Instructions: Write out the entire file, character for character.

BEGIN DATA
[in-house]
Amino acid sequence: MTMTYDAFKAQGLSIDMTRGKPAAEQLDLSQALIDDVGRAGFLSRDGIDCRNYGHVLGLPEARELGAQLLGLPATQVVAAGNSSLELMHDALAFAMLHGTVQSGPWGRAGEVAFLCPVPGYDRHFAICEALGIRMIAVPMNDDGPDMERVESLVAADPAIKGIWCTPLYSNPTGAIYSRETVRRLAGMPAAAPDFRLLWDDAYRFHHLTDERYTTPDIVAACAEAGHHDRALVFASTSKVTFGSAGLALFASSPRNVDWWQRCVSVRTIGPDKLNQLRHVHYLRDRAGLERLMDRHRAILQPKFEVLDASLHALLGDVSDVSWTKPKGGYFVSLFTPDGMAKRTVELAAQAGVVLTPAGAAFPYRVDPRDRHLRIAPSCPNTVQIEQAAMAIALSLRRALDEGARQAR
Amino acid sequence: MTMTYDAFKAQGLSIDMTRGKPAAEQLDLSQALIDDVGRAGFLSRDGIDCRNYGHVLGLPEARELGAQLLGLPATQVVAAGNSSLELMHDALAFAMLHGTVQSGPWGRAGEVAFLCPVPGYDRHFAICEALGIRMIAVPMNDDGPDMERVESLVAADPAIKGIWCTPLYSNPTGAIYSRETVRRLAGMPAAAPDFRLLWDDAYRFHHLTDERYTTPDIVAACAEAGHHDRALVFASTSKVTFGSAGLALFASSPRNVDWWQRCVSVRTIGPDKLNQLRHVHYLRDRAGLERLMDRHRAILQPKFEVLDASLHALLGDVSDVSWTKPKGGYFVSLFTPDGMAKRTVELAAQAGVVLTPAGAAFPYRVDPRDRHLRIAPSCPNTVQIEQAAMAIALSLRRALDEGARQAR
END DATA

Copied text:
[in-house]
Amino acid sequence: MTMTYDAFKAQGLSIDMTRGKPAAEQLDLSQALIDDVGRAGFLSRDGIDCRNYGHVLGLPEARELGAQLLGLPATQVVAAGNSSLELMHDALAFAMLHGTVQSGPWGRAGEVAFLCPVPGYDRHFAICEALGIRMIAVPMNDDGPDMERVESLVAADPAIKGIWCTPLYSNPTGAIYSRETVRRLAGMPAAAPDFRLLWDDAYRFHHLTDERYTTPDIVAACAEAGHHDRALVFASTSKVTFGSAGLALFASSPRNVDWWQRCVSVRTIGPDKLNQLRHVHYLRDRAGLERLMDRHRAILQPKFEVLDASLHALLGDVSDVSWTKPKGGYFVSLFTPDGMAKRTVELAAQAGVVLTPAGAAFPYRVDPRDRHLRIAPSCPNTVQIEQAAMAIALSLRRALDEGARQAR
Amino acid sequence: MTMTYDAFKAQGLSIDMTRGKPAAEQLDLSQALIDDVGRAGFLSRDGIDCRNYGHVLGLPEARELGAQLLGLPATQVVAAGNSSLELMHDALAFAMLHGTVQSGPWGRAGEVAFLCPVPGYDRHFAICEALGIRMIAVPMNDDGPDMERVESLVAADPAIKGIWCTPLYSNPTGAIYSRETVRRLAGMPAAAPDFRLLWDDAYRFHHLTDERYTTPDIVAACAEAGHHDRALVFASTSKVTFGSAGLALFASSPRNVDWWQRCVSVRTIGPDKLNQLRHVHYLRDRAGLERLMDRHRAILQPKFEVLDASLHALLGDVSDVSWTKPKGGYFVSLFTPDGMAKRTVELAAQAGVVLTPAGAAFPYRVDPRDRHLRIAPSCPNTVQIEQAAMAIALSLRRALDEGARQAR